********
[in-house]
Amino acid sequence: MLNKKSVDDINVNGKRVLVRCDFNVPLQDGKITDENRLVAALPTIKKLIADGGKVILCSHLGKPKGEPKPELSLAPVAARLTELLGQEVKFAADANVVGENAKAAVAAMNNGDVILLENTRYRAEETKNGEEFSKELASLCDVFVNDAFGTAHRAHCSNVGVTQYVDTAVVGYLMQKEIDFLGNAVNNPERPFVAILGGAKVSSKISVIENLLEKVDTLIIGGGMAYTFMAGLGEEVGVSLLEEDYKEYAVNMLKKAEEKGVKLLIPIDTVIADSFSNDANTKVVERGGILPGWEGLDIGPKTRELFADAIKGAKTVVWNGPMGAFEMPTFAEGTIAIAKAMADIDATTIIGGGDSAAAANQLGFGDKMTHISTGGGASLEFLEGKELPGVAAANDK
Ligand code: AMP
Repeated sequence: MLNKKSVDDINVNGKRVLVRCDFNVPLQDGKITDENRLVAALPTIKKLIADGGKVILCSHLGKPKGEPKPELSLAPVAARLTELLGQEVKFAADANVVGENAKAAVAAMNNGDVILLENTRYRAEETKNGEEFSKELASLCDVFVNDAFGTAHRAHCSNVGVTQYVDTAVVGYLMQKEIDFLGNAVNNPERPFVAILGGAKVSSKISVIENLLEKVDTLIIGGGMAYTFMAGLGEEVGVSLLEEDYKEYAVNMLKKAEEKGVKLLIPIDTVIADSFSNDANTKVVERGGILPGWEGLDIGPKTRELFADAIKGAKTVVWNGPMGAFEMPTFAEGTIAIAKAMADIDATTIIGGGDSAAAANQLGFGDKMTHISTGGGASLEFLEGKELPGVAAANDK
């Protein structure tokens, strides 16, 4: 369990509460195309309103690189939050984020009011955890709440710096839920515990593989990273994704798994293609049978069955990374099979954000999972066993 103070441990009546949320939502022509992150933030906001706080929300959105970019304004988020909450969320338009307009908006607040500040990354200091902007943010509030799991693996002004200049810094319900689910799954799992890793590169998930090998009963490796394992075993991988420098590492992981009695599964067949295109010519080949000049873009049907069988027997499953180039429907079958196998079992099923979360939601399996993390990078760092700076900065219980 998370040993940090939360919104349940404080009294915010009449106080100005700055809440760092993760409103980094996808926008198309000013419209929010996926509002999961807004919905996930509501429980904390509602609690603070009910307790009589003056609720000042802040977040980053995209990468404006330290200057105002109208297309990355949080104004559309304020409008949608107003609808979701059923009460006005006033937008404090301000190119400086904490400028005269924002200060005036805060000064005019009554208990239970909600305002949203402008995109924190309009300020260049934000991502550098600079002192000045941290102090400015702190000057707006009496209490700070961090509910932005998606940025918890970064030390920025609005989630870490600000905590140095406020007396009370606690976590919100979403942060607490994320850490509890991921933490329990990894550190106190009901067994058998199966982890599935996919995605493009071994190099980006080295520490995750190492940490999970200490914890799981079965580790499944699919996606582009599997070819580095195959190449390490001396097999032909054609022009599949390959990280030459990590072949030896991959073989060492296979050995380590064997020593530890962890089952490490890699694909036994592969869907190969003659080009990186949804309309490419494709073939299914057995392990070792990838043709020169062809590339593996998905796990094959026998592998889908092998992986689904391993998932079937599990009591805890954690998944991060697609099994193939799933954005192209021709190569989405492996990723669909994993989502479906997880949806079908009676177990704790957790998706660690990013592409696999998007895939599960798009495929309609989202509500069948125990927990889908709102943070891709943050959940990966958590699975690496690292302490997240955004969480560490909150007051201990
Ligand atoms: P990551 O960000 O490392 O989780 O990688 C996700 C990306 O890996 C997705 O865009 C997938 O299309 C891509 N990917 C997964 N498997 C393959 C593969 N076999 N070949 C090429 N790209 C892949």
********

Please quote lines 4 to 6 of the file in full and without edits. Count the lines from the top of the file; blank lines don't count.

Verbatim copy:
Repeated sequence: MLNKKSVDDINVNGKRVLVRCDFNVPLQDGKITDENRLVAALPTIKKLIADGGKVILCSHLGKPKGEPKPELSLAPVAARLTELLGQEVKFAADANVVGENAKAAVAAMNNGDVILLENTRYRAEETKNGEEFSKELASLCDVFVNDAFGTAHRAHCSNVGVTQYVDTAVVGYLMQKEIDFLGNAVNNPERPFVAILGGAKVSSKISVIENLLEKVDTLIIGGGMAYTFMAGLGEEVGVSLLEEDYKEYAVNMLKKAEEKGVKLLIPIDTVIADSFSNDANTKVVERGGILPGWEGLDIGPKTRELFADAIKGAKTVVWNGPMGAFEMPTFAEGTIAIAKAMADIDATTIIGGGDSAAAANQLGFGDKMTHISTGGGASLEFLEGKELPGVAAANDK
């Protein structure tokens, strides 16, 4: 369990509460195309309103690189939050984020009011955890709440710096839920515990593989990273994704798994293609049978069955990374099979954000999972066993 103070441990009546949320939502022509992150933030906001706080929300959105970019304004988020909450969320338009307009908006607040500040990354200091902007943010509030799991693996002004200049810094319900689910799954799992890793590169998930090998009963490796394992075993991988420098590492992981009695599964067949295109010519080949000049873009049907069988027997499953180039429907079958196998079992099923979360939601399996993390990078760092700076900065219980 998370040993940090939360919104349940404080009294915010009449106080100005700055809440760092993760409103980094996808926008198309000013419209929010996926509002999961807004919905996930509501429980904390509602609690603070009910307790009589003056609720000042802040977040980053995209990468404006330290200057105002109208297309990355949080104004559309304020409008949608107003609808979701059923009460006005006033937008404090301000190119400086904490400028005269924002200060005036805060000064005019009554208990239970909600305002949203402008995109924190309009300020260049934000991502550098600079002192000045941290102090400015702190000057707006009496209490700070961090509910932005998606940025918890970064030390920025609005989630870490600000905590140095406020007396009370606690976590919100979403942060607490994320850490509890991921933490329990990894550190106190009901067994058998199966982890599935996919995605493009071994190099980006080295520490995750190492940490999970200490914890799981079965580790499944699919996606582009599997070819580095195959190449390490001396097999032909054609022009599949390959990280030459990590072949030896991959073989060492296979050995380590064997020593530890962890089952490490890699694909036994592969869907190969003659080009990186949804309309490419494709073939299914057995392990070792990838043709020169062809590339593996998905796990094959026998592998889908092998992986689904391993998932079937599990009591805890954690998944991060697609099994193939799933954005192209021709190569989405492996990723669909994993989502479906997880949806079908009676177990704790957790998706660690990013592409696999998007895939599960798009495929309609989202509500069948125990927990889908709102943070891709943050959940990966958590699975690496690292302490997240955004969480560490909150007051201990
Ligand atoms: P990551 O960000 O490392 O989780 O990688 C996700 C990306 O890996 C997705 O865009 C997938 O299309 C891509 N990917 C997964 N498997 C393959 C593969 N076999 N070949 C090429 N790209 C892949």